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The Walleye
Camp Décor
Interior decorator Celine Fisk takes inspiration from Old Fort William
when conceptualizing chic décor for camp.
By Celine Fisk
You may find yourself looking around fondly at your rugged camp surroundings, thinking that
this is the year that you will bring this place from hick to slick. Whether it's a hundred year old
hunting cabin, a camp up the road that still has an outhouse, or a state-of-the art lake cottage with
stainless steel appliances, there are always projects we'd like to complete, big or small, to finish the
place off. And because Northern Ontario certainly has a unique look, I decided to explore where
this look may have originated, and on a sunny Saturday in July, I think I found the source.
Old Fort William has been a tourist destination to so many of us for years, but have you ever
looked around that place with interior design in mind? I can't help myself, and (forgive me my
friends and family) I can't seem to go in to a place without sizing it up, wonder about the origins of
pieces, and even venture to re-decorate mentally. And in among the sawdust and candles, I found
a look that I fondly call Camp Chic. With that in mind, here are some easy ways that you too can
take pieces of our Thunder Bay past, and infuse them in to your family's camp future.
Blankets as Curtains
One interesting and unique-
ly Northern way to spruce
up, and even warm up your
camp, is by adding new draper-
ies, custom made, inspired by
Hudson Bay blankets. Adding
grommets gives them a utilitar-
ian look, and slipping them
on to a rustic styled rod, you
can slide them over your win-
dows to keep in the heat from
your iron stoves in the winter
months. And as these can be
quite pricy, and also very hard
to come by, you could get a
similar look by using beige
wool, and stitching on bands
of colour. Try Waverly fabrics,
in red, green, blue and gold,
roughly cut and layered on a
beige background, in a stripe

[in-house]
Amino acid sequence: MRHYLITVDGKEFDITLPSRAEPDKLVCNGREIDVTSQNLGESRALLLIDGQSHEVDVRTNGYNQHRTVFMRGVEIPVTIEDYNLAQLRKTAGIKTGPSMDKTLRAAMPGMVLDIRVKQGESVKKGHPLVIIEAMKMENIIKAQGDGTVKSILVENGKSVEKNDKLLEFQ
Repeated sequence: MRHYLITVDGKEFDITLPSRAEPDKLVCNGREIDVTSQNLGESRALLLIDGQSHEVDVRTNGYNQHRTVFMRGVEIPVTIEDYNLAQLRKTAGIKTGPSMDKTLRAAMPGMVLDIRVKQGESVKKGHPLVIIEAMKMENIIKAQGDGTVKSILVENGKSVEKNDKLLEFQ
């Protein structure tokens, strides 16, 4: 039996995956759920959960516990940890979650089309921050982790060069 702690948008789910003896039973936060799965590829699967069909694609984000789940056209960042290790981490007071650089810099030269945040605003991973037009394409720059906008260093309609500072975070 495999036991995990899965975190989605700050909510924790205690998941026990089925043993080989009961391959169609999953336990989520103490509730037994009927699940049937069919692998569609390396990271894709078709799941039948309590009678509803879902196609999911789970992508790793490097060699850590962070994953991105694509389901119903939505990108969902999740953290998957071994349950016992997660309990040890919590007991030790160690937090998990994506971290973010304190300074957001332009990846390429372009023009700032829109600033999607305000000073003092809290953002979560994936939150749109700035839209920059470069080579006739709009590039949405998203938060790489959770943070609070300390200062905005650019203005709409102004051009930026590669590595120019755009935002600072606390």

pattern reminiscent of an HBC
blanket. Add some ties to the
top, and loop them over a piece
of wood from your camp.
Snow-shoe chairs
What could be more
Canadian iconic than a snow-
shoe? At the Old Fort, imagine
my surprise when we came in
to the central court yard and
I saw chairs with woven sinew
for the seat.
There were several differ-
ent versions back in the day,
as there are now, like this one
from Camlen Furniture.
Classic cottage
Slipcovered sofa
Now the past is lovely and
all, but if you find that you've
made the `outhouse-to-bath-
room' renovation leap, and
have recently found yourself
wanting to give that twenty
(okay, thirty) year old sofa at
your camp the boot, you might
want to consider slip-covered
furniture pieces. They're easy
to keep clean, and if the frames
are as sturdy as your grandma's
hand-me-downs, the covers
can be replaced way, way, way
down the road.
Incorporate your favourite
items, preferably things that
will remind you of the great
times that you've had at camp,
add a coat of paint, and voila,
before you know it, the 2011
camp season will be upon you,
and you'll be anxious to show
off your new/old camp to fam-
ily and friends. And after all,
spending time with family and
friends at camp, no matter
what it looks like, is what it's
all about.
For interior decorating info
email: celine@barewoodfurni-
: Celine Fisk
: Celine Fisk
: Celine Fisk
: Celine Fisk
: Celine Fisk
: Celine Fisk
: Shannon Lepere